While on the whole I enjoyed this book, there were a few elements that I wasn’t crazy about. The first was that after a certain point in the story, certain elements of the outcome became almost inevitable. Not to say there weren’t still some surprises to come, but once it became clear to the readers and the characters that these things were inevitable, a lot of the fight went out of the story, making what had come so far feel somewhat pointless, and leaving a slightly off taste in my mouth.
Secondly, there was one particular point on which I wanted to smack Ash around for a little while. On the whole, she was a very relatable narrator, having normal teenage girl insecurities, but also possessing two things that certain other of her literary compatriots (*cough*BELLA*cough*) lack… namely, a brain, and a spine. Most of the time, anyways. On one occasion, though… well, seriously, I cannot see fairies. I have not spent my entire life distrusting and fearing fairies. AND YET, even *I* know that YOU DO NOT DRINK THE FAERIE WINE. I mean, my GOD, girl! Gah.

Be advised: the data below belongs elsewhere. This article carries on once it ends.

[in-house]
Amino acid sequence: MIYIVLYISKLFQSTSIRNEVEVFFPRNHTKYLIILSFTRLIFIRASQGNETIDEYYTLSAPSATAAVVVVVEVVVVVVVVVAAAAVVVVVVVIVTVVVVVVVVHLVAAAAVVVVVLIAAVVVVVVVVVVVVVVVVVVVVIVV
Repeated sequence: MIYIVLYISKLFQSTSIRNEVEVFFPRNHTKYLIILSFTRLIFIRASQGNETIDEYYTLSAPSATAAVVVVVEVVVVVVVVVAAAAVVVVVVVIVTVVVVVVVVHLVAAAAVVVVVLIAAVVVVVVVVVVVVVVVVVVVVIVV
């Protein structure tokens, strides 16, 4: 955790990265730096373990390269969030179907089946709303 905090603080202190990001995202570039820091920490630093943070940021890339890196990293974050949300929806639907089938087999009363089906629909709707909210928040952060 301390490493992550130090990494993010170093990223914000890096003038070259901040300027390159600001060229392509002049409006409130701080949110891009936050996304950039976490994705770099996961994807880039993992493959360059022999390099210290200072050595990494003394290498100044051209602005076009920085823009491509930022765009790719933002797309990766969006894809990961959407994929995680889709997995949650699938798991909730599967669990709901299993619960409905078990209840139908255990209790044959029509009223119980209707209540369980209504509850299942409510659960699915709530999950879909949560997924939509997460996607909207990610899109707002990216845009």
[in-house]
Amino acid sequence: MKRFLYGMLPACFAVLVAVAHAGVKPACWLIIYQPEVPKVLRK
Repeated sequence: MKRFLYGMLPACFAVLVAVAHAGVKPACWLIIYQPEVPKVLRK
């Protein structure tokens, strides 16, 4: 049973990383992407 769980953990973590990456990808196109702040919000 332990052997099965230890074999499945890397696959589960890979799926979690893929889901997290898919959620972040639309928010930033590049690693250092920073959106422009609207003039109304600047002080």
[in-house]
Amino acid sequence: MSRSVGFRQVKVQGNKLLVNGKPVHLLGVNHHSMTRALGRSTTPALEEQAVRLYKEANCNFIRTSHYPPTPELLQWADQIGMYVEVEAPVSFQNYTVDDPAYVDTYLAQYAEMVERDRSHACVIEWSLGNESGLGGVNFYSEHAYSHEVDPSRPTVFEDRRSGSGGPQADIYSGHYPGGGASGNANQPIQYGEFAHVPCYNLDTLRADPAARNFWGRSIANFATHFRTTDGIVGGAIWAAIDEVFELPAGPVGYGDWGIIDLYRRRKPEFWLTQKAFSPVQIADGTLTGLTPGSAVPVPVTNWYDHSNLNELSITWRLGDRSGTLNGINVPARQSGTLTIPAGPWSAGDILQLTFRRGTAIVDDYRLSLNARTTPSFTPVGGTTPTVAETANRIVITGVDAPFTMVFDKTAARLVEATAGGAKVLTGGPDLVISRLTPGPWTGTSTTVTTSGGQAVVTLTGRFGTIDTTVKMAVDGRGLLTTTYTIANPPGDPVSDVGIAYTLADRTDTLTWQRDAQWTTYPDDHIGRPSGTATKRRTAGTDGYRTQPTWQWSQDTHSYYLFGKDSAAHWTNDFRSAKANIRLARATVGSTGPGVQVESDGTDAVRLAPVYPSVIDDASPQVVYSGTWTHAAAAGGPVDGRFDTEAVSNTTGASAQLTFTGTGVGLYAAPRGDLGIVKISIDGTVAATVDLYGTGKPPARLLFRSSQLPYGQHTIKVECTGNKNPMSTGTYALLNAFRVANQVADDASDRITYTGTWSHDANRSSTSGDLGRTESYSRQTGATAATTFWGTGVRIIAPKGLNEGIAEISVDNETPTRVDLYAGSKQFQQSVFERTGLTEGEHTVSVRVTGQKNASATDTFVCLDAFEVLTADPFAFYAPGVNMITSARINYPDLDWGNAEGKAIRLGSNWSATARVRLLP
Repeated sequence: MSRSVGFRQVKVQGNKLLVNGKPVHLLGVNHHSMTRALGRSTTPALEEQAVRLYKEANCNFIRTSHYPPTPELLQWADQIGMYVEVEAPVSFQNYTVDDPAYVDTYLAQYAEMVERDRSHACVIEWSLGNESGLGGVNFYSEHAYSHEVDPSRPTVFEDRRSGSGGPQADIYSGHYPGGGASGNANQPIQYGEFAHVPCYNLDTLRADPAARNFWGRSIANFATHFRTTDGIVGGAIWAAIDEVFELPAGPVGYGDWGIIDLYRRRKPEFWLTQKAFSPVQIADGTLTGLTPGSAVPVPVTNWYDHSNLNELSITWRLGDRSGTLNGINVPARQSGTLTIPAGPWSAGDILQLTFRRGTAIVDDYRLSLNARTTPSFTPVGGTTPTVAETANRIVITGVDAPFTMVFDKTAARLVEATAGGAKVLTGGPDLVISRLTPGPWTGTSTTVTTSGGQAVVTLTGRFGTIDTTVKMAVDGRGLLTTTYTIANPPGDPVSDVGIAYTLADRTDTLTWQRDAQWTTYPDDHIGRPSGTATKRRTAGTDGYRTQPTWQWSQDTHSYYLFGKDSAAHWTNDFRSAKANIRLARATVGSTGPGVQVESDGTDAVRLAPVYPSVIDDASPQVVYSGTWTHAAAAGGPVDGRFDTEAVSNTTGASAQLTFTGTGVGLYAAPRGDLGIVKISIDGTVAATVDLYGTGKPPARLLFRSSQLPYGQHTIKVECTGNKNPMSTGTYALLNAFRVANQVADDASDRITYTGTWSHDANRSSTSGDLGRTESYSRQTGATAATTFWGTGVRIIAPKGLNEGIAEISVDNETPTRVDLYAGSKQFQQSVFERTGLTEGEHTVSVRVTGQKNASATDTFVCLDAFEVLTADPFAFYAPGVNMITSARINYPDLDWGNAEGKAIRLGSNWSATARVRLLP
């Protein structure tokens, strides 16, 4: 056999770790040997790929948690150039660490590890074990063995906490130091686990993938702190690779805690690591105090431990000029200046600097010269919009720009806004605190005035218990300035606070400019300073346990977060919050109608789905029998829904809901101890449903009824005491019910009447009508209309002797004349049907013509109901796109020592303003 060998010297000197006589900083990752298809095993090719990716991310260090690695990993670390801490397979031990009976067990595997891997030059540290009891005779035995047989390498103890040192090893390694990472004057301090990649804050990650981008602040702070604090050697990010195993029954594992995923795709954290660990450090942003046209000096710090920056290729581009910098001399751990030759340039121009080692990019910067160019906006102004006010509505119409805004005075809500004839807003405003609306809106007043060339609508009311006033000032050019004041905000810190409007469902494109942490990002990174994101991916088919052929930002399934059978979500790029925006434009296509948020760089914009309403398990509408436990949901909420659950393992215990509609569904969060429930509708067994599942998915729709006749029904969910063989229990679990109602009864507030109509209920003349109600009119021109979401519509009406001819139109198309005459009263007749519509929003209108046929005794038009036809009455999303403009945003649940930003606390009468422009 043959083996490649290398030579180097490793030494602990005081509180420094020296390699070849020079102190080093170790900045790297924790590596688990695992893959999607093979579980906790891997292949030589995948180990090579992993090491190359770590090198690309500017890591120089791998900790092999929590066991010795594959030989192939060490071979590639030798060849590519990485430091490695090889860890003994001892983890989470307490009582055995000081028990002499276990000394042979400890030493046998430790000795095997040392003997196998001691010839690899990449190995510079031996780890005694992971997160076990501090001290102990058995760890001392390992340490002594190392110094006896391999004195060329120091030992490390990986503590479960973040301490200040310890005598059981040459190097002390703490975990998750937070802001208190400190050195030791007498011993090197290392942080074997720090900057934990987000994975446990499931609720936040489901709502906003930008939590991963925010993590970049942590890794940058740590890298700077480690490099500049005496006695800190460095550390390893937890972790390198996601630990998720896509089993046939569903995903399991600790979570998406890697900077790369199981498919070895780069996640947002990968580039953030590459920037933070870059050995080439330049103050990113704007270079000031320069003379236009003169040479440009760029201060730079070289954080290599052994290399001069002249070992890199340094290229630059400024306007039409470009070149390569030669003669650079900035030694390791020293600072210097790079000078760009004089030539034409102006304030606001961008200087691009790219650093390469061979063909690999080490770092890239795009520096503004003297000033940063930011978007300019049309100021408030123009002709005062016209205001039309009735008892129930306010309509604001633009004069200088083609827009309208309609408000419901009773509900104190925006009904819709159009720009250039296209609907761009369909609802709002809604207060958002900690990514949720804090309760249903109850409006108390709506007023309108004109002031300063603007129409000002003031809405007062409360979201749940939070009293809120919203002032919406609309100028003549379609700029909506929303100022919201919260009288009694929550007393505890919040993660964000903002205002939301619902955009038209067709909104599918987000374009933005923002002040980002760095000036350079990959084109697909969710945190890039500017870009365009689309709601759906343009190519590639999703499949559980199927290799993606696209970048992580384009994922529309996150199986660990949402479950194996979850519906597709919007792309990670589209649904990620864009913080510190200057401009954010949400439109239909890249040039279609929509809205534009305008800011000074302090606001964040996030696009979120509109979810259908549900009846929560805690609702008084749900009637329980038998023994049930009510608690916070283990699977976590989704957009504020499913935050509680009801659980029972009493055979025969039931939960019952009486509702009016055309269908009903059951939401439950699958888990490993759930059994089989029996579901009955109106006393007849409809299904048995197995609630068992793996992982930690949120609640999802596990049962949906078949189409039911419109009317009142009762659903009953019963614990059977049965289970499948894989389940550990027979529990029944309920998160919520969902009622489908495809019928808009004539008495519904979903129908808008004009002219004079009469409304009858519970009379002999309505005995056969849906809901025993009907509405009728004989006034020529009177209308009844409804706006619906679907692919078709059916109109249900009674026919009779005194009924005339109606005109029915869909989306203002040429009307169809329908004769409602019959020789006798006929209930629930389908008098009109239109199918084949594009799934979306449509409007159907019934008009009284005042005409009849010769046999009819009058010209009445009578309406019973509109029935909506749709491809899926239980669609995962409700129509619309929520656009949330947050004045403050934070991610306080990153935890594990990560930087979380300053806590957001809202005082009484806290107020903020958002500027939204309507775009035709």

Alyssa Bresnahan does a nice job with the audiobook narration – distinguishable voices for all of the main characters, not too fake-growly for the boys, and able to capture the emotions of Ash and Donya particularly well. 4 out of 5 stars.
Recommendation: It looks like your typical teen girl/paranormal guy overwrought young adult fantasy romance, but it actually manages to take that genre in some very unexpected, very cool directions. Fans of YA fantasy, and probably fans of regular romance too, should definitely check this one out.
Links: Melissa Marr’s website (caution: video with sound plays automatically)